Lindsay Seers, Nowhere Less Now, Tin Tabernacle, Kilburn, London
Tuesday 04 September 2012
Imagine you are on a boat in the middle of a vast ocean, but one that can flow on currents of time as well as those of space – future, present and past.
You can board this ship via the unlikely entry point of a nineteenth century corrugated iron chapel in Kilburn, for this is the location of a new work by Lindsay Seers commissioned by Artangel (the brilliant agency responsible for Roger Hiorns's blue crystalline apartment and Rachel Whiteread's cast interior house among dozens of others). This remarkably fragile structure – the kind of flatpack church that was put up during the Industrial Revolution in Britain and across the world colonially – has been transformed by a local sea cadet group to resemble a ship deck, though Seers has extended and built on this seafaring association by creating a structure inside its nave resembling the upturned hull of a ship (note the etymological relationship between nave/naval/navy from the Latin navis for 'ship').
Having been led through a small room decorated with naval memorabilia and photographs, you enter this dark, inverted space and focus your eyes on two circular screens,one concave and one convex, like an eyeball and its contact lens. On these plays out Seers’s glancing, veering narrative, which begins from a desire to track down her great uncle, George Edwards – a sailor with two different coloured eyes who sailed to Zanzibar on the HMS Kingfisher in the late 1800s – and then embarks on the kind of compelling, tenebrous tales for which the artist has become well known (she has previously created films that involve the search for a lost step sister and investigate her own refusal to speak as a child). She finds other men named George Edwards, she finds his name carved into a tree, she performs a ritual in a costume copied from a photograph of her great uncle’s wife, Georgina.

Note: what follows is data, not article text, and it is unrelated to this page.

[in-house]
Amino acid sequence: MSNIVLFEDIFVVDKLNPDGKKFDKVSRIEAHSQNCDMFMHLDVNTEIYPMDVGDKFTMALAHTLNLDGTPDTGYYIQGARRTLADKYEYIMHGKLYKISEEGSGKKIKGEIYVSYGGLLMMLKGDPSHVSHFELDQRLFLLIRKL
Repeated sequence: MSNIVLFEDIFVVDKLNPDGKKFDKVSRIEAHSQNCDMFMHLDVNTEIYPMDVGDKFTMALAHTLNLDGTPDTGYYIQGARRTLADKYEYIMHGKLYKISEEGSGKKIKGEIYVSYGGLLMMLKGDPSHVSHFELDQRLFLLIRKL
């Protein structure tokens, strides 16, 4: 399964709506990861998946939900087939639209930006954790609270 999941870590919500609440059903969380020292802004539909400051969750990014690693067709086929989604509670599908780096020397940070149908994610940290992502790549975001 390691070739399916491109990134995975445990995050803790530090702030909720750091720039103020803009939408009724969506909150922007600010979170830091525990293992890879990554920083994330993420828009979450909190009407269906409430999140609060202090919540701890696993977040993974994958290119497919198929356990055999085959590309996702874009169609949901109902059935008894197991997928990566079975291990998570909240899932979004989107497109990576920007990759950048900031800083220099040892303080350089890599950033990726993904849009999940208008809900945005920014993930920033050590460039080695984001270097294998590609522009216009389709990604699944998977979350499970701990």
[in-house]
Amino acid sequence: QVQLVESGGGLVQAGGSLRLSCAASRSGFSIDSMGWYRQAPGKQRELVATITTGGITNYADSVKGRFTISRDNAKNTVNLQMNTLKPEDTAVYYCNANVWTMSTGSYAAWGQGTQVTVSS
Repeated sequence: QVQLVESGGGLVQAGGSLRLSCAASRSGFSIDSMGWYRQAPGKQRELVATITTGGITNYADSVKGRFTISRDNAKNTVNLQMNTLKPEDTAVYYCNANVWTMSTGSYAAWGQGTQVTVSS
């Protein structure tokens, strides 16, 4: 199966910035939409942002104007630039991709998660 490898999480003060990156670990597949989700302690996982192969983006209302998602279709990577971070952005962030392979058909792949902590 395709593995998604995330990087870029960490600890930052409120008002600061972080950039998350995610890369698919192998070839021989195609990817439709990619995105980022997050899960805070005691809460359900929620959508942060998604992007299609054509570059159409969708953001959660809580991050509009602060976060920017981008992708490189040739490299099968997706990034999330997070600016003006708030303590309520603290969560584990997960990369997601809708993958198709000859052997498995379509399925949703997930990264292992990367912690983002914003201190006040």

Like Tacita Dean or W.G. Sebald, Seers embroiders complex associative webs by submitting herself to the currents of chance, yet her work is less anchored to the real. Though beginning with rich seeds of personal truth, these are cultivated into elaborate, fantastical blooms. However, in Nowhere Less Now, when another George Edwards speaks to us from the future, a world in which linear time has ceased to exist and still images have become illegal, you accept this as a kind of truth – an extension from our current obsessions with recording the world. This is simply another way of seeing – in 360 degrees.
8 September – 21 October
filmIn Black Seahe is as audiences have never seen him before
MusicThe band accidentally called Londoners the C-word
Film 'I've never been comfortable on-screen', she says
Arts & Ents blogs
- 1 Jennifer Lawrence scores first UK top 40 single with Hunger Games track 'The Hanging Tree'
- 2 Shia LaBeouf claims he was raped during #IAMSORRY art installation performance
- 3 'You should come to my house and eat cheeses with me': 4-year-old sends adorable love letter to girl at school
- 4 Scientists predict green energy revolution after incredible new graphene discoveries
- 5 Michael Buerk wishes he killed Jimmy Savile when he had the chance - by pushing him overboard a cruise ship
I'm A Celebrity 2014: Jungle security stepped up after murder and 'suspicious death' close to camp
Star Wars The Force Awakens trailer: What we know about JJ Abrams' film
Exodus Gods and Kings casting controversy: Ridley Scott would never cast 'Mohammad so-and-so from such-and-such' in lead role
Jennifer Lawrence scores first UK top 40 single with Hunger Games track 'The Hanging Tree'
The Fall, series 2, episode 3 – TV review: The Gillian Anderson drama is starting to push the realms of plausibility, but who cares?
Obama: The only people with the right to object to immigration are Native Americans
Ukip says babies born to immigrants in the UK should be classed as migrants – which would include Nigel Farage’s own children
The young are the new poor: Sharp increase in number of under-25s living in poverty, while over-65s are better off than ever
Ukip mocked after mistaking Westminster Cathedral – for a mosque
David Cameron sets out immigration reforms: We should distrust Ukip and their 'snake-oil of simple solutions'
Tamir Rice: 12-year-old boy playing with fake gun dies after being shot by Ohio police